• They are a combination of individual creativity and mass production of symbolic cultural goods;
  • They require an ability to think differently and outside of the box;
  • They are based on intellectual property;
  • Their branches are very closely connected with one another; and
  • They allow cultural diversity to flourish.


 3. Six key policy directions for support of creative industries

When elaborating policy directions for creative industries in the future, there is a need to consider two main trends in the external environment:

  • The key technological changes and main trends that will affect our societies in the next 10 years. Among them are: the internet of things – universal connectivity; the rise of ‘biological machines’; biometric security; alternative energy generators; materials getting smart; 3D printing; robotics; super sensors; augmented reality, and many others. How arts and culture field reflects on these technological advancements and uses them for increasing audiences and supporters is an important question.
  • The Generation Z, or the Millennials and their new way to connect, get information and accumulate knowledge. These young people are born with the new technologies and are surrounded by media and screens. They have a high tolerance for risk and uncertainty. Around 72% of them want to start their own business. They are highly collaborative and online platforms as well as the global connectivity is part of their daily life.

A recent online research outlines six key policy directions for support of creative industries that governments undertake. They are listed below, with examples from different countries on each one of them as an illustration. The full results of the research and some of these examples are included in Lidia Varbanova’s new book International Entrepreneurs in the Arts: Innovative Strategies and Cases (to be published by Routledge in 2016).

            3.1.Nurturing innovations in the Arts is an innovative project that aims to provide access to 3d digital archives of museum collections and to facilitate the distribution of 3d printed replicas and curated content of cultural artifacts for educational, research and entertainment use. The project is founded by Nikolaos Maniatis from Athens, Greece with the ambition to accelerate innovation in the field of cultural asset management. The project is one of the winning ideas of the Diversity European Idea Competition Awards in 2013.

           3.2. Supporting arts entrepreneurship

1. Raw Almond_Photo3Joe Kalturnyk is the founding director of RAW: Gallery of Architecture and Design, which is one of only two official galleries in Canada focused on contemporary architecture and design, featuring artists, architects and designers. He is also the initiator of RAW: Almond -the “Winnipeg’s winter fine dining experience” – a restaurant on the top of the ice on the Assiniboine River and The Forks in Winnipeg. The restaurant was conceptualized in 2011 and opened in 2013 as a result of Joe’s collaboration with Mandel Hitzer , the chef of deer + almond restaurant. The restaurant is a temporary venture lasting only for 3 weeks in the winter as the ice melts after, and the construction dissembles. The two ventures are tight together. RAW: Almond was born out of necessity – there was a very real practical reason to start it – there hasn’t been sufficient funding for the RAW: Gallery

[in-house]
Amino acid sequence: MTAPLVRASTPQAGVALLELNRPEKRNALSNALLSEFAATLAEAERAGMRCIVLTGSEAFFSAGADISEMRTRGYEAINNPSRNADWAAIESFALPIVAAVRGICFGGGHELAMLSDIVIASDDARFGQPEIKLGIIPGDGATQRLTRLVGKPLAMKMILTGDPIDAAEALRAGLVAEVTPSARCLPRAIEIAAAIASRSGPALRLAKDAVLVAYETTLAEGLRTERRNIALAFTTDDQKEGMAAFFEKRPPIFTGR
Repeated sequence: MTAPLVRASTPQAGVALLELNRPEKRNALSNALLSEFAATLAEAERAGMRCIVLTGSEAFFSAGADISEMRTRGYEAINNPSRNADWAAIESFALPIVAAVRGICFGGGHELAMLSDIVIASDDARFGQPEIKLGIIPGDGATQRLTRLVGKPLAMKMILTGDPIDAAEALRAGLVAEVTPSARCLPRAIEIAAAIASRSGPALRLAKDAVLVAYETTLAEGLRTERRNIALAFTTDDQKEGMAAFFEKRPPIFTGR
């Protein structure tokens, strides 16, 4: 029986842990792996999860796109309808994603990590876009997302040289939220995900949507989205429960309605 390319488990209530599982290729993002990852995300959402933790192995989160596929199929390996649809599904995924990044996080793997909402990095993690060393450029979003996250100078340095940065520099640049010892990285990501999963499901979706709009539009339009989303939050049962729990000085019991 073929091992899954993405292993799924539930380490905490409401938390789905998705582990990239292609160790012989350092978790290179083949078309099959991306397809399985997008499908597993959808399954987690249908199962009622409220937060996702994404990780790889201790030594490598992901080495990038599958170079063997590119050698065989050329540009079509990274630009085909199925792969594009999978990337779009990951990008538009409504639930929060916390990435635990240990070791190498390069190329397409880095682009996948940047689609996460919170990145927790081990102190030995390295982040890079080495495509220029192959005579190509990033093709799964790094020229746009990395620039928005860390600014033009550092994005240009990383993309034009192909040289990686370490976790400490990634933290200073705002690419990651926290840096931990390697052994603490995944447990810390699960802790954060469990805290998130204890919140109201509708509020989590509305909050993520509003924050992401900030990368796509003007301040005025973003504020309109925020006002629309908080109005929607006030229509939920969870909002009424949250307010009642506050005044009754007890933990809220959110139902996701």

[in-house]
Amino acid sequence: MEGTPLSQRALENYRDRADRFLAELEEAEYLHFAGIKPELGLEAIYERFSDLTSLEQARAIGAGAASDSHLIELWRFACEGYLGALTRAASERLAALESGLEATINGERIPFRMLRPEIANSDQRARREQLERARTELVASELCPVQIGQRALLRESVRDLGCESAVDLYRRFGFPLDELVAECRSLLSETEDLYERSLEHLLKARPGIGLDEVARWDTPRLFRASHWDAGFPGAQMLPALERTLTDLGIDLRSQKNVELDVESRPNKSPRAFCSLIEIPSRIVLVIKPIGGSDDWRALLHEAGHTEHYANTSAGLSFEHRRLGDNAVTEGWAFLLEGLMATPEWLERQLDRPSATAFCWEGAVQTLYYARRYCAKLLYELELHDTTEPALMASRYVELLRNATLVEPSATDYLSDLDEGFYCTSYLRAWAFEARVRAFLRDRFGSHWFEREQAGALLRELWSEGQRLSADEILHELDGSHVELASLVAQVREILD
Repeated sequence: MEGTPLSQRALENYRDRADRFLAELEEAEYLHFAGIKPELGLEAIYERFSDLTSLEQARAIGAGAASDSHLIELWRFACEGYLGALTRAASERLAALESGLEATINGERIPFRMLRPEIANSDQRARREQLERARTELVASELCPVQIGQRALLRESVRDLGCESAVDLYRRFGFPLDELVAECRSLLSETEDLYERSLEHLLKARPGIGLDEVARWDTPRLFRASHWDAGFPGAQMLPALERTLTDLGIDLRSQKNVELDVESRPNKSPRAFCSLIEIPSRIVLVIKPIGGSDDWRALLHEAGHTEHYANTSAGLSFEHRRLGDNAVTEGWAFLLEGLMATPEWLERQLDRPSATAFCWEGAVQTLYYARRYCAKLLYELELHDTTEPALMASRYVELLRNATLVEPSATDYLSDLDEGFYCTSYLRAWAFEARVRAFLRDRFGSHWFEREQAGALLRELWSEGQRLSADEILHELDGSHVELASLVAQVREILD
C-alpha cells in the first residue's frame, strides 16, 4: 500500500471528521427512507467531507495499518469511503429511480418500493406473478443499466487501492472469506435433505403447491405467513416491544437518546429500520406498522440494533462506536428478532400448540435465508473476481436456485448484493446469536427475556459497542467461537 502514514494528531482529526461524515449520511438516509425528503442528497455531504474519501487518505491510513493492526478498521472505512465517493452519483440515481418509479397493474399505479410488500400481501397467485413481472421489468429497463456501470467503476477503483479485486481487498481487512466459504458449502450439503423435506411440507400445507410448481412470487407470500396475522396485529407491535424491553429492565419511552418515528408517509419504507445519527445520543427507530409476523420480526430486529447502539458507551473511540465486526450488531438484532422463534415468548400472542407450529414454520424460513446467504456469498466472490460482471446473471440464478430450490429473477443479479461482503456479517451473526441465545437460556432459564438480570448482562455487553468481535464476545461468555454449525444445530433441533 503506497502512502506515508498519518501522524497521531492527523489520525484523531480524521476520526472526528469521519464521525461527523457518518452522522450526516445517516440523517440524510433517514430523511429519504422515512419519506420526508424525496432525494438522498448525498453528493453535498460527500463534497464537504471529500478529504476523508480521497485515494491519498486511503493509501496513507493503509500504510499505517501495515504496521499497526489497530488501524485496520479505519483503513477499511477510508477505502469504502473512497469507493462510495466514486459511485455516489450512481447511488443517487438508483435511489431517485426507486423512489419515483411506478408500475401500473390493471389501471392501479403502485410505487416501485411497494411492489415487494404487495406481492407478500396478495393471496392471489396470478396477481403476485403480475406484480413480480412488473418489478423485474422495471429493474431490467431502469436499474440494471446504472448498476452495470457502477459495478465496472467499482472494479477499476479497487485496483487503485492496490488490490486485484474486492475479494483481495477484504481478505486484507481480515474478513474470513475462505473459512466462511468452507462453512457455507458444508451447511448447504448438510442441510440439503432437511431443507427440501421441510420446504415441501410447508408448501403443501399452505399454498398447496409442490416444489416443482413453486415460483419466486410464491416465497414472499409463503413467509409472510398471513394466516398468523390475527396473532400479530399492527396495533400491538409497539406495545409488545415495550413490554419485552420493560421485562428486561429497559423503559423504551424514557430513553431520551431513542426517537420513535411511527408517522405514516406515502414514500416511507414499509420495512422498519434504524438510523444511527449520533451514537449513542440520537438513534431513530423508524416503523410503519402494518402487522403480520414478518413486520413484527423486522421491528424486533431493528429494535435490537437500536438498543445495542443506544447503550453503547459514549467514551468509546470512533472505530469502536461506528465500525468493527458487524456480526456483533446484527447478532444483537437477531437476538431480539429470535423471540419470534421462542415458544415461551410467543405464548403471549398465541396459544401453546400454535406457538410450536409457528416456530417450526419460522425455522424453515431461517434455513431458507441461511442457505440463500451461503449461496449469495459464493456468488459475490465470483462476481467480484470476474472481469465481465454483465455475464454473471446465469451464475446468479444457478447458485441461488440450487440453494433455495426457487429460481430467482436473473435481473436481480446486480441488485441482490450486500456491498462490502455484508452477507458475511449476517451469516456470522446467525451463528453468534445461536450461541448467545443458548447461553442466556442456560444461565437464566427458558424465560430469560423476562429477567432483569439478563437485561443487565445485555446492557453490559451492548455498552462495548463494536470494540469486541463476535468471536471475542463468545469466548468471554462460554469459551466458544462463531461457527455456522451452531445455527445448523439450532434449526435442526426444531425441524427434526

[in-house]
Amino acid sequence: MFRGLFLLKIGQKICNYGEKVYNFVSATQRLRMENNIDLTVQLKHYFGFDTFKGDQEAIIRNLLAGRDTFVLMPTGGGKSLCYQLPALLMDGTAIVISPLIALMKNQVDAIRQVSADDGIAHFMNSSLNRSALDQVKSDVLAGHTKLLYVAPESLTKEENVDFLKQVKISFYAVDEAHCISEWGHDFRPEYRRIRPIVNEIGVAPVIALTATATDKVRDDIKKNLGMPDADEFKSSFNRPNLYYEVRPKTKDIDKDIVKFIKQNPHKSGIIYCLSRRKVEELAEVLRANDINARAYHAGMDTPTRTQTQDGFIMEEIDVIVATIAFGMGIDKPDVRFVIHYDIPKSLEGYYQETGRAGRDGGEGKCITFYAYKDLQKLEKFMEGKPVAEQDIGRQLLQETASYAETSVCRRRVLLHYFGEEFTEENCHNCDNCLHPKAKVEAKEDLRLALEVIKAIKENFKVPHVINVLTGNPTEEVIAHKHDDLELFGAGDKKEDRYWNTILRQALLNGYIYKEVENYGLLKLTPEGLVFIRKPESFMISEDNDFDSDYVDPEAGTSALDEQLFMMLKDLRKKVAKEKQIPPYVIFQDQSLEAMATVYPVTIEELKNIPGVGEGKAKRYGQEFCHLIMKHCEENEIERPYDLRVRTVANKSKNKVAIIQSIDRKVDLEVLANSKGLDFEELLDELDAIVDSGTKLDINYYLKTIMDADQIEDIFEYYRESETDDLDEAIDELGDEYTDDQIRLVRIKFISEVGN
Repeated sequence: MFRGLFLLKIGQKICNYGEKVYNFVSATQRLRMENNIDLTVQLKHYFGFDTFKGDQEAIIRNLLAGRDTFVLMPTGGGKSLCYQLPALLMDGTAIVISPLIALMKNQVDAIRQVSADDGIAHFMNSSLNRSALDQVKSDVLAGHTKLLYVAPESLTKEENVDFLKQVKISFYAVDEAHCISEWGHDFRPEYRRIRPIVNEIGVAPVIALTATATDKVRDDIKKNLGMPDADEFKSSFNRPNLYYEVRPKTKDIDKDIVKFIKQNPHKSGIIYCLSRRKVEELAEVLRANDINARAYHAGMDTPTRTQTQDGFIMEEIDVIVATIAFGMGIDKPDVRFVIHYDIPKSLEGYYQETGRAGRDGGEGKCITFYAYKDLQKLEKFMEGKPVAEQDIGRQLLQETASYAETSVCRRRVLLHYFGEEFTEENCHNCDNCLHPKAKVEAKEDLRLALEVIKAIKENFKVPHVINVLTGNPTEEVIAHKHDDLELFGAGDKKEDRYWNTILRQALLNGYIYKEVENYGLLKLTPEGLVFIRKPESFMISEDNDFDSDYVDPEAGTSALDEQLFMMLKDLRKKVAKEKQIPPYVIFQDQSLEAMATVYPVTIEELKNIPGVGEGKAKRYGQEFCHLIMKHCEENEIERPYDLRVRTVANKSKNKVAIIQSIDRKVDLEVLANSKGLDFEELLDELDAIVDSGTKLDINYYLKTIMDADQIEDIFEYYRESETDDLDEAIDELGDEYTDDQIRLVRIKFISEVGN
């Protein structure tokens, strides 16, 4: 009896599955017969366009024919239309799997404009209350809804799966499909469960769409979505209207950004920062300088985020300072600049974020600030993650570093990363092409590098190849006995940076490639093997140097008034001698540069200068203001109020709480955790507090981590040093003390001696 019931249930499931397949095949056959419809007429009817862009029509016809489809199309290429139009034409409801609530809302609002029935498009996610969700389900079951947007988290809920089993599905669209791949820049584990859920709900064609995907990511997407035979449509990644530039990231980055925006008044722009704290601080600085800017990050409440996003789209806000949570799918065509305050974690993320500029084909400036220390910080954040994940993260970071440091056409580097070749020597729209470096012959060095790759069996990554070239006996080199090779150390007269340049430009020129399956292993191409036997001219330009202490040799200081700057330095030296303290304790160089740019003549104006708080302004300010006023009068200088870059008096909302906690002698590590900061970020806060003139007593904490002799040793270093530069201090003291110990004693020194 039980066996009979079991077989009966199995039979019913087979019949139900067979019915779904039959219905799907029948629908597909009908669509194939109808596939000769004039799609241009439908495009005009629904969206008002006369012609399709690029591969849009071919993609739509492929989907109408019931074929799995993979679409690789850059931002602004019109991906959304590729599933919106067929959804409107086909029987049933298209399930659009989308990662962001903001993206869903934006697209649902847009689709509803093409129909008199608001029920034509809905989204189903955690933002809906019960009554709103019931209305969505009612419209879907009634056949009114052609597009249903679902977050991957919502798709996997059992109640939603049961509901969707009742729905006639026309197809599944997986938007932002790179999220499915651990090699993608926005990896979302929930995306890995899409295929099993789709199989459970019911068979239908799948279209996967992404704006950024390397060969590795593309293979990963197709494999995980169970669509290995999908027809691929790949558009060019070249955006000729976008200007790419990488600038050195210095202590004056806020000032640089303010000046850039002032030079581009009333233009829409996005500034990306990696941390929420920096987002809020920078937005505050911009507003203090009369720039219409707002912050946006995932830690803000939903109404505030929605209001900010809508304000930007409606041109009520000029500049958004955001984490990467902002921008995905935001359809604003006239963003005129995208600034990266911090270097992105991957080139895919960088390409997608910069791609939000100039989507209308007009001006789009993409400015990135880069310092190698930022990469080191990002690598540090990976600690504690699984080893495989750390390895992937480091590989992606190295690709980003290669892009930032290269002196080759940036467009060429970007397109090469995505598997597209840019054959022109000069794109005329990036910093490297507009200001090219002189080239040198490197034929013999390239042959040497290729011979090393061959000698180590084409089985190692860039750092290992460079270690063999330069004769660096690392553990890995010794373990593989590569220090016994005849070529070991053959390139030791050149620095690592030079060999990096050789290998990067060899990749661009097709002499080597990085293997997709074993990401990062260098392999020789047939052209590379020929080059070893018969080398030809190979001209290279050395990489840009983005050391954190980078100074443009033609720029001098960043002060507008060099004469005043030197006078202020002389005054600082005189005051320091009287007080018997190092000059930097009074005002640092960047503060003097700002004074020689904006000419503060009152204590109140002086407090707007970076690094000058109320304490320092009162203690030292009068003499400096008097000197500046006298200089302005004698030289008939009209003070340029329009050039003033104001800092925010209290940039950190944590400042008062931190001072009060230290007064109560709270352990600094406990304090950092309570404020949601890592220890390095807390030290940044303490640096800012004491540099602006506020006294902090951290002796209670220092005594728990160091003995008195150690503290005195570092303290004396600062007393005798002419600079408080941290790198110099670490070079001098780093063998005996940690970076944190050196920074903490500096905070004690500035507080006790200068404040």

3.3. Facilitating collaboration and strategic alliances

4. Nova Iskra_Marko Radenkovic_Photo1Nova Iskra was initiated by five cultural managers and producers from different fields – previously working for festivals, arts organizations, design agencies, events planning and children. The focus point that motivated them to start a business together was not just their love for the arts. Their goal was to synergize skills and knowledge to help in positioning the role and the recognition of artists in the society, to assist creative young people to find jobs and being valued for their creative skills. Nova Iskra started as a project – conceptualize in 2010 and officially opened in 2012. It has four main directions of development:

  • Network for design and creative professionals;
  • Co-working space for creative projects – pioneer on the Balkans;
  • Innovation platform, includes educational programs; and
  • Matchmaking agency: connecting creative businesses with creative young professionals.

Nova Iskra’s business model proves sustainability of the organization from external funding sources. At the same time, the organization works in line of its core values and mission. The structure is horizontal , flexible and organic – there is no one leader or manager who decides autocratically.